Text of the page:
Coos Bay, North Bend and Charleston in Coos County are an adventure waiting to happen. Grab your hiking boots and take in nature. There are many levels of difficulty, so whatever your skill level, we think you’ll find a way to breathe in the fresh air and explore.
We have a whole system of hiking trails in the immediate and surrounding area, but listed below are some of our favorites:
Located off Cape Arago Highway through Charleston, you’ll find four miles of trails (one way) winding along one of the most spectacular coastlines in Oregon. From Sunset Bay, the trail winds around the coastal bluffs offering spectacular views of the rugged Oregon coastline, past Shore Acres Botanical Gardens and Simpson Reef viewing area to the captivating Cape Arago State Park. Visit the Oregon Coast Trail website (Sunset Bay to Cape Arago, Segment 7_)_. Click here for a trail map.
Located almost an hour by car from Coos Bay at the end of Coos River Highway, Golden and Silver Falls is 24 miles off Highway 101. A hidden gem in the dense coastal forests of southwest Oregon, Golden and Silver Falls State Natural Area may be hard to find, but it’s well worth the drive. A small parking and picnic area is located along the banks of Glenn and Silver Creeks, set in an old-growth forest of Douglas fir, Big Leaf Maple and Oregon Myrtle trees. Hiking trails wind through scenic canyons to each of the waterfalls that plunge over sheer rock cliffs to moss covered boulders 100 feet below. Hike 1.4 miles to the top of Golden Falls to get an eagle’s-eye view of the cascading waterfall and giant old-growth firs and cedars. Visit the Golden & Silver Falls Page on the Oregon State Parks website.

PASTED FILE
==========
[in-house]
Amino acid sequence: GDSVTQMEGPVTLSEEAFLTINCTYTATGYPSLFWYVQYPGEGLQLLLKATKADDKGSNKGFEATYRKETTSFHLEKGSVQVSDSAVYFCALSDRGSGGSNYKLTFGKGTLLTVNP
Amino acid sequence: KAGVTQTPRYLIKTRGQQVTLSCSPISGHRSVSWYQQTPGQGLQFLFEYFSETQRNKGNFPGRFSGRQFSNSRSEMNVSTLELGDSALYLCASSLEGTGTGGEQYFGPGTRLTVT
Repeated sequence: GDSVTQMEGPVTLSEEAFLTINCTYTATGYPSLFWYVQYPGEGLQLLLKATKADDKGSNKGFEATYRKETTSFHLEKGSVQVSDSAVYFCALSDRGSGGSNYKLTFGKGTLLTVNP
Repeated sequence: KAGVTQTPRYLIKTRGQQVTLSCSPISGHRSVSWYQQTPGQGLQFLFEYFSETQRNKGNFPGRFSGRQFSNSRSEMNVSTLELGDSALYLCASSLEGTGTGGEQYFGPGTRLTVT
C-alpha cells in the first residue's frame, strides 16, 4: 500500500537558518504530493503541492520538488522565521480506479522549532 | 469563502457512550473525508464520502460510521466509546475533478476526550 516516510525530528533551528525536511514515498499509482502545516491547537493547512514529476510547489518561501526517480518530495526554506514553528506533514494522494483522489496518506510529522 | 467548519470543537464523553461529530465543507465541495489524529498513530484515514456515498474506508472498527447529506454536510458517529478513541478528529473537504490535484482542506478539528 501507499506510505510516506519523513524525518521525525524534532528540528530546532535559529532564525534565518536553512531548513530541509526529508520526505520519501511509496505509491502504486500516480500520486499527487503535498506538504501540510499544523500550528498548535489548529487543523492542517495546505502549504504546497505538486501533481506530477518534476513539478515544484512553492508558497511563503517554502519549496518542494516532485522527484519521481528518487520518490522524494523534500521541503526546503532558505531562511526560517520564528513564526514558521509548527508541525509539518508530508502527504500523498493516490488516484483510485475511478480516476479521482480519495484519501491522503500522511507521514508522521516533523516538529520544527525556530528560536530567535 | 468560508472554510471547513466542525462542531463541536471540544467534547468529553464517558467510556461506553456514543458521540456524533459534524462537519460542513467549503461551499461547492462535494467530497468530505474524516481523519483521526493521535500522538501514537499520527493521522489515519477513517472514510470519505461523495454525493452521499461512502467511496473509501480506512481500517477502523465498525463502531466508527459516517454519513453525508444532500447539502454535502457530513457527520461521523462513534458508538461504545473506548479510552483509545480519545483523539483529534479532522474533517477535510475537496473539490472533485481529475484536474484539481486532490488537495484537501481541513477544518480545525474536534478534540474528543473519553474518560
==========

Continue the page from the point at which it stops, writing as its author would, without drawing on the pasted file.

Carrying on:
Located off Horsfall Road in the Oregon National Dunes Recreation Area just out of North Bend, this trail loops around a seasonal lake which is home to different species of birds and aquatic animals. At times, it looks like a grassy meadow and at other times, lake waters lap at the boardwalks. The eastern portion of the trail provides views of Bluebill Lake as it winds through Western hemlock trees and huckleberry and salal bushes. At the southern end of the lake, an extensive boardwalk protects the wetlands while allowing you to look closely for tadpoles and aquatic insects. The western part of the trail divides, giving you a choice of following the edge of the lake for a look at marsh plants and animal tracks, or following a parallel trail through open shorepine forest. Either route has good birding opportunities. Bring your camera and binoculars to view the sights. Visit the USDA Forest Service website for Bluebill Trail information.
South Slough National Estuarine Research Reserve is located off Cape Arago Highway near Charleston along Seven Devils Road, covers 19,000 acres and offers hiking trails for all ability levels. Beginning in the uplands, this trail system follows Hidden Creek down the valley to the slough. After crossing the creek a few times the trail turns into a boardwalk that winds through fresh and saltwater marshes, including a portion called the skunkcabbage walk. Vegetation includes salmonberry, thimbleberry, Lyngby’s Sedge, and Eel grass. The “Saltwater Overlook” and “Lookout” offer views of mudflats and open-water channel, ideal for wildlife observation. On the edge of the estuary are several trails that lead to the shoreline including Rhodes Dike, Sloughside Pilings and the Marsh trail. Heading back towards the interpretive center is the Big Cedar trail which has remnants of the former train trestle. Visit the South Slough Reserve webpage for more information. Click here for the a Estuary Study Trails map (pdf).
Be sure to wear comfortable and appropriate gear, including a helmet while biking, and always carry water.